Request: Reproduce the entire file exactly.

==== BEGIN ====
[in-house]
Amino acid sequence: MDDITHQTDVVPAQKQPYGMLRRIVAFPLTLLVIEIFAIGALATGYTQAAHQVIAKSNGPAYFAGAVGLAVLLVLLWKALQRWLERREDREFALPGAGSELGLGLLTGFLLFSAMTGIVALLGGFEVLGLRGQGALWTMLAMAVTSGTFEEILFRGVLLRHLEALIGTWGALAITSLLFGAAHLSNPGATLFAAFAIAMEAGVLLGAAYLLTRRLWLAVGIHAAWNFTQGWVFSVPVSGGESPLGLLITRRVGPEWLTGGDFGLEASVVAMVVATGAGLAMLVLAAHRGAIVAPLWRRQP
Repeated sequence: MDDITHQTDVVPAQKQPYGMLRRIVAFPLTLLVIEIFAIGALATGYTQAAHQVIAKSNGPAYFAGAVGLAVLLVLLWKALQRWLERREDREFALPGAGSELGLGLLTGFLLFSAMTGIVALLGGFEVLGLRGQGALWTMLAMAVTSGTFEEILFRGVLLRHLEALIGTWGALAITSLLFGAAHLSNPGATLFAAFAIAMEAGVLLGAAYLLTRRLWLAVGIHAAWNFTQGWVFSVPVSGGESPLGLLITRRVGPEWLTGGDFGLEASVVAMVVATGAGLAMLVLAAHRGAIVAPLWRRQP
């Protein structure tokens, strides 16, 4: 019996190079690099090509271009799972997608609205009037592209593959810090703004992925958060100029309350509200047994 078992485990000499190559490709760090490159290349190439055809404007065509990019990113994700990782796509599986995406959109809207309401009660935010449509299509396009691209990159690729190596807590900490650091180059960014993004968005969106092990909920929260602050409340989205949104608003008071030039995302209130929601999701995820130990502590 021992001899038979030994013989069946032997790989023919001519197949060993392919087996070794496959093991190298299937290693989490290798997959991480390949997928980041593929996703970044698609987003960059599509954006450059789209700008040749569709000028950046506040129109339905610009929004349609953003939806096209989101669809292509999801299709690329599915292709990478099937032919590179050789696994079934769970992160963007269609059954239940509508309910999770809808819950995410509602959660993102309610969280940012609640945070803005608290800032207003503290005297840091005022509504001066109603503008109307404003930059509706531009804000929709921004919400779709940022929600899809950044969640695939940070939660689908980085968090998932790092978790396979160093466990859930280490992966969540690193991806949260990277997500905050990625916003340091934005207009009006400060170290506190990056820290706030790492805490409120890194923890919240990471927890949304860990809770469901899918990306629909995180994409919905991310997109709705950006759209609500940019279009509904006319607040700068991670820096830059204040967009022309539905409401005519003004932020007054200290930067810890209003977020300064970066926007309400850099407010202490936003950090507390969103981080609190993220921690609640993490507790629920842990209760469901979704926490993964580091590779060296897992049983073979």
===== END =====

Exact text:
[in-house]
Amino acid sequence: MDDITHQTDVVPAQKQPYGMLRRIVAFPLTLLVIEIFAIGALATGYTQAAHQVIAKSNGPAYFAGAVGLAVLLVLLWKALQRWLERREDREFALPGAGSELGLGLLTGFLLFSAMTGIVALLGGFEVLGLRGQGALWTMLAMAVTSGTFEEILFRGVLLRHLEALIGTWGALAITSLLFGAAHLSNPGATLFAAFAIAMEAGVLLGAAYLLTRRLWLAVGIHAAWNFTQGWVFSVPVSGGESPLGLLITRRVGPEWLTGGDFGLEASVVAMVVATGAGLAMLVLAAHRGAIVAPLWRRQP
Repeated sequence: MDDITHQTDVVPAQKQPYGMLRRIVAFPLTLLVIEIFAIGALATGYTQAAHQVIAKSNGPAYFAGAVGLAVLLVLLWKALQRWLERREDREFALPGAGSELGLGLLTGFLLFSAMTGIVALLGGFEVLGLRGQGALWTMLAMAVTSGTFEEILFRGVLLRHLEALIGTWGALAITSLLFGAAHLSNPGATLFAAFAIAMEAGVLLGAAYLLTRRLWLAVGIHAAWNFTQGWVFSVPVSGGESPLGLLITRRVGPEWLTGGDFGLEASVVAMVVATGAGLAMLVLAAHRGAIVAPLWRRQP
């Protein structure tokens, strides 16, 4: 019996190079690099090509271009799972997608609205009037592209593959810090703004992925958060100029309350509200047994 078992485990000499190559490709760090490159290349190439055809404007065509990019990113994700990782796509599986995406959109809207309401009660935010449509299509396009691209990159690729190596807590900490650091180059960014993004968005969106092990909920929260602050409340989205949104608003008071030039995302209130929601999701995820130990502590 021992001899038979030994013989069946032997790989023919001519197949060993392919087996070794496959093991190298299937290693989490290798997959991480390949997928980041593929996703970044698609987003960059599509954006450059789209700008040749569709000028950046506040129109339905610009929004349609953003939806096209989101669809292509999801299709690329599915292709990478099937032919590179050789696994079934769970992160963007269609059954239940509508309910999770809808819950995410509602959660993102309610969280940012609640945070803005608290800032207003503290005297840091005022509504001066109603503008109307404003930059509706531009804000929709921004919400779709940022929600899809950044969640695939940070939660689908980085968090998932790092978790396979160093466990859930280490992966969540690193991806949260990277997500905050990625916003340091934005207009009006400060170290506190990056820290706030790492805490409120890194923890919240990471927890949304860990809770469901899918990306629909995180994409919905991310997109709705950006759209609500940019279009509904006319607040700068991670820096830059204040967009022309539905409401005519003004932020007054200290930067810890209003977020300064970066926007309400850099407010202490936003950090507390969103981080609190993220921690609640993490507790629920842990209760469901979704926490993964580091590779060296897992049983073979």